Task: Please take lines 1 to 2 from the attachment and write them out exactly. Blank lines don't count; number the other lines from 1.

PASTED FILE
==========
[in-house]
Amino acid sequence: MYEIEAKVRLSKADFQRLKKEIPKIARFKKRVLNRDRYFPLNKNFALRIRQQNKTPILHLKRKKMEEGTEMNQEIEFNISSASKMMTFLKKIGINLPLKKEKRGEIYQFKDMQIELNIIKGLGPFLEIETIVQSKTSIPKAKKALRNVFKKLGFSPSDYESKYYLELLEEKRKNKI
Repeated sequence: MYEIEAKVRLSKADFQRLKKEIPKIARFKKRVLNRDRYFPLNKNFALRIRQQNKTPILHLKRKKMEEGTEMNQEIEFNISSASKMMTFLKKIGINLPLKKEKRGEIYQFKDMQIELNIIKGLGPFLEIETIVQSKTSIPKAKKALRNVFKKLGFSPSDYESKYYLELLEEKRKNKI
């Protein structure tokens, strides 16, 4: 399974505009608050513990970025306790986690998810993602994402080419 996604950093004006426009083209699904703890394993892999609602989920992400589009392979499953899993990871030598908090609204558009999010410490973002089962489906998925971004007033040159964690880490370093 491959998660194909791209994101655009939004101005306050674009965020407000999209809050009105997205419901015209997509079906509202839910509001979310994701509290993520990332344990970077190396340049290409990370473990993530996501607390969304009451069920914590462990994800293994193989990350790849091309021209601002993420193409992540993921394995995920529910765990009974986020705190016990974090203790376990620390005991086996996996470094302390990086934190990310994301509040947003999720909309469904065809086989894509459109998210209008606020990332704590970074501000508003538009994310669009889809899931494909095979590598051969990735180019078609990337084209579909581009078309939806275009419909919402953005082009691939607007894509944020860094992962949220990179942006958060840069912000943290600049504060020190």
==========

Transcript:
[in-house]
Amino acid sequence: MYEIEAKVRLSKADFQRLKKEIPKIARFKKRVLNRDRYFPLNKNFALRIRQQNKTPILHLKRKKMEEGTEMNQEIEFNISSASKMMTFLKKIGINLPLKKEKRGEIYQFKDMQIELNIIKGLGPFLEIETIVQSKTSIPKAKKALRNVFKKLGFSPSDYESKYYLELLEEKRKNKI